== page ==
|Article: Electronic||Free Download|
This paper discusses the value of a learning style, RITA-learning, in which learners manifest “RITA,” a Japanese word meaning an altruistic sense of supporting each other, in their communication. In Japanese education, three learning styles, namely self-learning, peer teaching, and RITA-learning, have been employed. Especially, self-learning and peer teaching styles are widely introduced in a classroom setting. In the style of self-learning, the range of learning outcomes is limited; in other words, it never goes beyond the learners’ capacity. Another learning style, peer teaching, is more effective in encouraging students than self-learning because it offers a learning environment in which learners support each other. However, in reality, this approach sometimes contributes primarily to helping teachers, when good students provide their knowledge to poor students. Besides, this approach only guides students to review what they have already learned and strengthened their memory, and they do not have a chance to create something else. In contrast, RITA-learning can enhance learners feeling of learning because one of its characteristics is guiding students to look for a way to contribute to peers’ projects proactively. RITA-learning also brings about unique group dynamics and cultivates students that are capable of self-directed learning. In addition, it can be the most functional approach to achieving an educational goal. These claims are supported by pragmatism, a theoretical framework, as well as the results of our practical implementation. Considering the limitations of self-learning and peer teaching, RITA-learning is more effective in enhancing learners’ feeling of learning. Lastly, this paper proposes how to implement RITA-learning in a coursework design.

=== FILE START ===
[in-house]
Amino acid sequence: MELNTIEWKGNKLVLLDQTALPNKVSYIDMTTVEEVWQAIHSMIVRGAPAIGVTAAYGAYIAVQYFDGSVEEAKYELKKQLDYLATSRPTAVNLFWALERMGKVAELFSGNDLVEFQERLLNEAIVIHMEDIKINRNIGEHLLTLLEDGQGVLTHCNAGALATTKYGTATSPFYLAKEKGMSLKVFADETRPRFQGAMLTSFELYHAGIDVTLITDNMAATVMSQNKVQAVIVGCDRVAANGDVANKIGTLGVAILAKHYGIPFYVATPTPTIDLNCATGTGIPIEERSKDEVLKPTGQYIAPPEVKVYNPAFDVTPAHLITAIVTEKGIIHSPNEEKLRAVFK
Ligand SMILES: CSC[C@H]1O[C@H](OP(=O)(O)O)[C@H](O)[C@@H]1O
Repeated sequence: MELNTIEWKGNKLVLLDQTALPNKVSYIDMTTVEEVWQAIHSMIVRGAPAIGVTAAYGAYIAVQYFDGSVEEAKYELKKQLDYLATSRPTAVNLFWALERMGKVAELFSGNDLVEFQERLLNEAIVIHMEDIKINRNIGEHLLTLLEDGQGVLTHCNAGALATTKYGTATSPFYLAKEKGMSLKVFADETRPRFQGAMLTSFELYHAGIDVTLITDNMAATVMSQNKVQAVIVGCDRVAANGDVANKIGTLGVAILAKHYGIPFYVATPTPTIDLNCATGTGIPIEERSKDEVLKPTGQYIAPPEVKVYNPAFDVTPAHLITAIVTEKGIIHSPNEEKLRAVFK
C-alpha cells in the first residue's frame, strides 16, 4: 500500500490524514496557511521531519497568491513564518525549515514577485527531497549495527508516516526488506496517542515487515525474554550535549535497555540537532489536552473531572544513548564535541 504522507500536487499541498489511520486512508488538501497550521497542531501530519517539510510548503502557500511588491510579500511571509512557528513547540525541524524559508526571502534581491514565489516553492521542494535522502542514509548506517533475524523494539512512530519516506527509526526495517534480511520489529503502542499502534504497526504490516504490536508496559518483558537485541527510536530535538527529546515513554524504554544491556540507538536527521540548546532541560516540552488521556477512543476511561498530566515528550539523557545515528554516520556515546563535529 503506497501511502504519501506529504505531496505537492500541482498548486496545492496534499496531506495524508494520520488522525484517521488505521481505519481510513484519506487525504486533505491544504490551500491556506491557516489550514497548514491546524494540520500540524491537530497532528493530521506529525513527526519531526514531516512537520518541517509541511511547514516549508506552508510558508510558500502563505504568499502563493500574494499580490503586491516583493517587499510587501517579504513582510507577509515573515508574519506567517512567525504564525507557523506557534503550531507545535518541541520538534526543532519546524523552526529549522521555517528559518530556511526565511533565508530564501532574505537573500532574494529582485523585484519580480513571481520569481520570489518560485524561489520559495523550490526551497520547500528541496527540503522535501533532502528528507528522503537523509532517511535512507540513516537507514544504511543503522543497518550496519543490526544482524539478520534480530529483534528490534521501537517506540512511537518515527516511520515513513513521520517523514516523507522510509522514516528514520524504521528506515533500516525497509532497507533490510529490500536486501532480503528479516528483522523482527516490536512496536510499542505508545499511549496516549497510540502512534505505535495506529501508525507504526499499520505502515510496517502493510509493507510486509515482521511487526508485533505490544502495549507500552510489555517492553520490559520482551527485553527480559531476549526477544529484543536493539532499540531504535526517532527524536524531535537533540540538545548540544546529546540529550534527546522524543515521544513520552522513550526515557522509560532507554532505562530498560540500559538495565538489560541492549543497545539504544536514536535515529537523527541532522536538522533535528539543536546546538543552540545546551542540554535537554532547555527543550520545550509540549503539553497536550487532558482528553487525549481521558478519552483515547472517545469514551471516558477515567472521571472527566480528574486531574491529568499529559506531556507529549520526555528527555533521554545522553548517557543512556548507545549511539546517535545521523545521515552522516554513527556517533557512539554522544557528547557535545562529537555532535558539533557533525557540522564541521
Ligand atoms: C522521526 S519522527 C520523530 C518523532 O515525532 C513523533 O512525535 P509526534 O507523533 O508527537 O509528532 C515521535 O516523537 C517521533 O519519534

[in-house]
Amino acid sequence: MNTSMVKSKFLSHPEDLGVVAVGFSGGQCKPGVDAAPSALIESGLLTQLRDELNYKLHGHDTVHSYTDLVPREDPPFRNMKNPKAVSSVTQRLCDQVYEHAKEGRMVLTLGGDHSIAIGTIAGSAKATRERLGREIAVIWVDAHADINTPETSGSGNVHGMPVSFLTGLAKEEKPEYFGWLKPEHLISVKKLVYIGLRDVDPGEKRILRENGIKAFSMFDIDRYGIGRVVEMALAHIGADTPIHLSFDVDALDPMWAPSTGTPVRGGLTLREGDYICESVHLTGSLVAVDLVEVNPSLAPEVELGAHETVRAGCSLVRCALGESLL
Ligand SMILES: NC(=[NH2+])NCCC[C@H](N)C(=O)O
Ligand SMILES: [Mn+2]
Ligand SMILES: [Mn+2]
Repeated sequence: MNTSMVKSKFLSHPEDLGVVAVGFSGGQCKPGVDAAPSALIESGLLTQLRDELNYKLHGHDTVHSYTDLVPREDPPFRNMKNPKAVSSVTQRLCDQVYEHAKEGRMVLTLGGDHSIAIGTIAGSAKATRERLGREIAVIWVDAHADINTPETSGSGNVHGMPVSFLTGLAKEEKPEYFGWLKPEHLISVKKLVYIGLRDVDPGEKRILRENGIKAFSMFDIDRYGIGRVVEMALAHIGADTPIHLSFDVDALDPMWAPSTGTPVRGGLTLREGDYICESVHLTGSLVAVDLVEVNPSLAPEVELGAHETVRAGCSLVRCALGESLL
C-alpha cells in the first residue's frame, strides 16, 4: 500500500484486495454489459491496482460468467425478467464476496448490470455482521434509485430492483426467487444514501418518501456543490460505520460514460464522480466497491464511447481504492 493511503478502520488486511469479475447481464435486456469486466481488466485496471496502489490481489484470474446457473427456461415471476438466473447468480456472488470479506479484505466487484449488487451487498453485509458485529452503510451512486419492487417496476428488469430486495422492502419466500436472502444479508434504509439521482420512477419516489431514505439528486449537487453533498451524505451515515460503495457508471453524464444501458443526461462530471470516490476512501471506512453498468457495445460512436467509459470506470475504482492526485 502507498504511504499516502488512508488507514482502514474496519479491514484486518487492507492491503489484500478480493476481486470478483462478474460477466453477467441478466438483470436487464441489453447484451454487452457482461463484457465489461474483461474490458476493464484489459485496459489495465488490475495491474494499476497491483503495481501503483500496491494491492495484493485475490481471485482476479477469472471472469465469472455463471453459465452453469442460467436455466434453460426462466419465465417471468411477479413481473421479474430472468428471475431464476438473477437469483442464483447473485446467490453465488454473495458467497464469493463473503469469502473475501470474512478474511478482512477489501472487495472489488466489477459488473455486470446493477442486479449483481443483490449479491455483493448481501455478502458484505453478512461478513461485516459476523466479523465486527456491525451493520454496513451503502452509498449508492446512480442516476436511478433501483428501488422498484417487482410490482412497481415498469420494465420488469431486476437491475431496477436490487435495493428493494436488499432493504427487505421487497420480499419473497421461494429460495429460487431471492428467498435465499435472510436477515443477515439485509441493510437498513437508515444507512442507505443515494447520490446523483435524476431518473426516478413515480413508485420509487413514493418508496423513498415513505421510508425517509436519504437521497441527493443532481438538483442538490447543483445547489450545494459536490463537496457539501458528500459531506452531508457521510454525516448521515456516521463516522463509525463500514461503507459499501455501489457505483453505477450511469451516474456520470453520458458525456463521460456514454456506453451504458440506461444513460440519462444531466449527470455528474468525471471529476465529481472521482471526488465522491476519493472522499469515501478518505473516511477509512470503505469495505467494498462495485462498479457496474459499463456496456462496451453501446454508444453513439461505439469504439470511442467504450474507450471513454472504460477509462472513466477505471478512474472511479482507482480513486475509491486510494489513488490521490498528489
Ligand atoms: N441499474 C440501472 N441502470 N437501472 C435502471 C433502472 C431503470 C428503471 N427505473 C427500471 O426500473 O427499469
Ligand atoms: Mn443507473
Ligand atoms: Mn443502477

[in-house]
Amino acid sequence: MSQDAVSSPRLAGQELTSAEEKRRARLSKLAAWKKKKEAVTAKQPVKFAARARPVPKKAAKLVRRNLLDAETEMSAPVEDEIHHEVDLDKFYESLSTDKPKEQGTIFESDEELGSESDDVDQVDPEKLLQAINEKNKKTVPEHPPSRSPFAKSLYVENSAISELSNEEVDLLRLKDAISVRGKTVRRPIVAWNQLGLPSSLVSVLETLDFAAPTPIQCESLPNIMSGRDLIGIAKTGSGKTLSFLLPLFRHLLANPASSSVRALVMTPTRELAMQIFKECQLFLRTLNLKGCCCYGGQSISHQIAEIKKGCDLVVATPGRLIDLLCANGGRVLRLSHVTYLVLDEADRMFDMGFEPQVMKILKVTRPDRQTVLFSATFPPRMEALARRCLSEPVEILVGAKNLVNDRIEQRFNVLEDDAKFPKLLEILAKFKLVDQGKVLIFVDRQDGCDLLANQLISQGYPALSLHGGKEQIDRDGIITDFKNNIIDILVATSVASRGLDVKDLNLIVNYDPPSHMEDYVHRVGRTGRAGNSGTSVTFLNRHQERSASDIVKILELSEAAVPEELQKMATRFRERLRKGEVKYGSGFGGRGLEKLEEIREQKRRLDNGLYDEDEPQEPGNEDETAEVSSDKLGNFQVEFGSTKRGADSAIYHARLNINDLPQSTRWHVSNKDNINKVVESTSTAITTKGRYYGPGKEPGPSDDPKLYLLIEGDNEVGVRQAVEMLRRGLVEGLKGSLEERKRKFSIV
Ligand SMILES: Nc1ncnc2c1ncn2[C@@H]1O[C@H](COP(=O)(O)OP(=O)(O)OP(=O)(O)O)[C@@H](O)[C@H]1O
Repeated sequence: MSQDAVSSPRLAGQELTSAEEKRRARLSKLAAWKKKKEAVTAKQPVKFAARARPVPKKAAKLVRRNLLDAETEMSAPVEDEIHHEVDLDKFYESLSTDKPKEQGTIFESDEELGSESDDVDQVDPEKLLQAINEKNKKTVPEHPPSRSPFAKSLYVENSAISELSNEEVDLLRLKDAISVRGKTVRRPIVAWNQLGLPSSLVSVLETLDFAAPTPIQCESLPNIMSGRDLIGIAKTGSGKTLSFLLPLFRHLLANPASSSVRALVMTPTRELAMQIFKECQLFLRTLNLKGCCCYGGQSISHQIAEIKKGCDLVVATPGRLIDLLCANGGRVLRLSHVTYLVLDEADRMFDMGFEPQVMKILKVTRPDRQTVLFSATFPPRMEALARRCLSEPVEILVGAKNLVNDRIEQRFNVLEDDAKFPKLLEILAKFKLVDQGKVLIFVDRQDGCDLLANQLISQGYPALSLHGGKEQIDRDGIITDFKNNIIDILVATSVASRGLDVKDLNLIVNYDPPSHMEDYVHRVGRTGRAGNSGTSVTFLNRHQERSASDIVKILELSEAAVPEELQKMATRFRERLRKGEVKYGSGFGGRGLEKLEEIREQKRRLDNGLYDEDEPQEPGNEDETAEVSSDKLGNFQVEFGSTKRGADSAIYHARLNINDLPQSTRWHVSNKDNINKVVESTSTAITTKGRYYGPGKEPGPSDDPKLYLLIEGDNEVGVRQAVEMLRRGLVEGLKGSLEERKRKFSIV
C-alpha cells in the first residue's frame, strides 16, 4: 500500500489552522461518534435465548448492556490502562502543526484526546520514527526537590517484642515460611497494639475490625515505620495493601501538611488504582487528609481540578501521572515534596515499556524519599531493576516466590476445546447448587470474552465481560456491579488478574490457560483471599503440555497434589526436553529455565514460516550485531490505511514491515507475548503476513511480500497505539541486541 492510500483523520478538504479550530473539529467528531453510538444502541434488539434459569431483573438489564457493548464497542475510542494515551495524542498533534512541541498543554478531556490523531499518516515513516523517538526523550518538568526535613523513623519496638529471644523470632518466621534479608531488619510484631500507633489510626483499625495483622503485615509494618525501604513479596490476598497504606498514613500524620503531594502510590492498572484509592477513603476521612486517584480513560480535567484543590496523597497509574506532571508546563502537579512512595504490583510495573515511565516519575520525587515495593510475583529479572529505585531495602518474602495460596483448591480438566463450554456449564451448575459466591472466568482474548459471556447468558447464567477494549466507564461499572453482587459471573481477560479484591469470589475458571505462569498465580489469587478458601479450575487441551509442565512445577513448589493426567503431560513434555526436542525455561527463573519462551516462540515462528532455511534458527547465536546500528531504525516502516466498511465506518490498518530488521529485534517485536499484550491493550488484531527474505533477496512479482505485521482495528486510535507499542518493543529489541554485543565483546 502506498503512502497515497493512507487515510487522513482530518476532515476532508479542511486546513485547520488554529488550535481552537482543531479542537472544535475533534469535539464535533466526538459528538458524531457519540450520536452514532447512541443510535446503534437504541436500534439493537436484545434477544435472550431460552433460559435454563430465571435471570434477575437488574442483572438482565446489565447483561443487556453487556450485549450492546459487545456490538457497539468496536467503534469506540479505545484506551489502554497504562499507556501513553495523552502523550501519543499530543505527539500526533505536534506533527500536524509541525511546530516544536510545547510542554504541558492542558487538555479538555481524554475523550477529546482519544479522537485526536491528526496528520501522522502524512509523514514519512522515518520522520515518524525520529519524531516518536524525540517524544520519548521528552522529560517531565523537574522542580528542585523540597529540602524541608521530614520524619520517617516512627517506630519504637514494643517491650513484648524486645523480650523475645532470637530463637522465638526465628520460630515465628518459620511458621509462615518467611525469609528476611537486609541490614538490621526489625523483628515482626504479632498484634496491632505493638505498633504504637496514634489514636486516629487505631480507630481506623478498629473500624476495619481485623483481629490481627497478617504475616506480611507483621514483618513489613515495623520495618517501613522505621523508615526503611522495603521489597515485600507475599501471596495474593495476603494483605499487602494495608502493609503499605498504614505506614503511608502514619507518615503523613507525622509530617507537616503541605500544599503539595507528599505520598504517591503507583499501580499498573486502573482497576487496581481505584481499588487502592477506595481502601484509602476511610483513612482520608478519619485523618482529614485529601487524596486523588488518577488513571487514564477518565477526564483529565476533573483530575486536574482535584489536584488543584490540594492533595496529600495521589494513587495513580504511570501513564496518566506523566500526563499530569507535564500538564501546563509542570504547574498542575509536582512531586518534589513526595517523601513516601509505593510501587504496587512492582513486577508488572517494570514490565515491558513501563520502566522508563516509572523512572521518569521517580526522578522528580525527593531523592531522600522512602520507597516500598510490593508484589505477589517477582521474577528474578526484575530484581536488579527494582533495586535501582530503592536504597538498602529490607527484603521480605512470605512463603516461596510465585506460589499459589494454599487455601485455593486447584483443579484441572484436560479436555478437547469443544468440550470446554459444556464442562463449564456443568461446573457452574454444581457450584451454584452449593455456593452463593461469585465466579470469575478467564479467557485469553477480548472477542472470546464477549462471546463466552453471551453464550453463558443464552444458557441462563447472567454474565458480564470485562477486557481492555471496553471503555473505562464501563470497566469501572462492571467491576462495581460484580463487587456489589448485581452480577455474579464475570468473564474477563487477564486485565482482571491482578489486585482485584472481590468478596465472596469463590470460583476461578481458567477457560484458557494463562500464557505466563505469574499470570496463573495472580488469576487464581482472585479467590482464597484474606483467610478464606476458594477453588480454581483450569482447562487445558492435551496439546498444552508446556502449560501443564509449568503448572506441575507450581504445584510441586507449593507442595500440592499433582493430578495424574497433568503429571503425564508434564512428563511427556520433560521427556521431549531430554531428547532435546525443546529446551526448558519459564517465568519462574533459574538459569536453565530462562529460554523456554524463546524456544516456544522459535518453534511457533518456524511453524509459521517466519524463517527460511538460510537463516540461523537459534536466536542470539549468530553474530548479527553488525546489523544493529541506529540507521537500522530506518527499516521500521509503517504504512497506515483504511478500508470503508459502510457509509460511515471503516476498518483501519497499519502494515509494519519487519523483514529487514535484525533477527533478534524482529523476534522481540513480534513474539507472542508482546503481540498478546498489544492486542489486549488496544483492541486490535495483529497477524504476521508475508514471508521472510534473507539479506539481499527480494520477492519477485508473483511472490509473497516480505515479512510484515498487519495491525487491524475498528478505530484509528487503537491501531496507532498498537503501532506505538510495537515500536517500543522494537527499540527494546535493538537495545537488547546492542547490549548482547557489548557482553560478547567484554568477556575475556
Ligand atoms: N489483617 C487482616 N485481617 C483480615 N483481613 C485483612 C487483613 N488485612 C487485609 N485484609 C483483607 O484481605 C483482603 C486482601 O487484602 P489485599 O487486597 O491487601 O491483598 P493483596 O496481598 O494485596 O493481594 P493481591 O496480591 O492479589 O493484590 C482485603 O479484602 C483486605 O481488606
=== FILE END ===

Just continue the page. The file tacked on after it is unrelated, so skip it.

|Keywords:||Self-learning, Peer Teaching, RITA-learning, Pragmatism, Rorty|
The International Journal of Interdisciplinary Social Sciences: Annual Review, Volume 12, pp.1-11. Article: Print (Spiral Bound). Article: Electronic (PDF File; 729.506KB).
Lecturer, College of Information Science and Engineering, Ritsumeikan University, Kusatsu, Shiga, Japan
Associate Professor, College of Life Science, Ritsumeikan University, Kusatsu, Shiga, Japan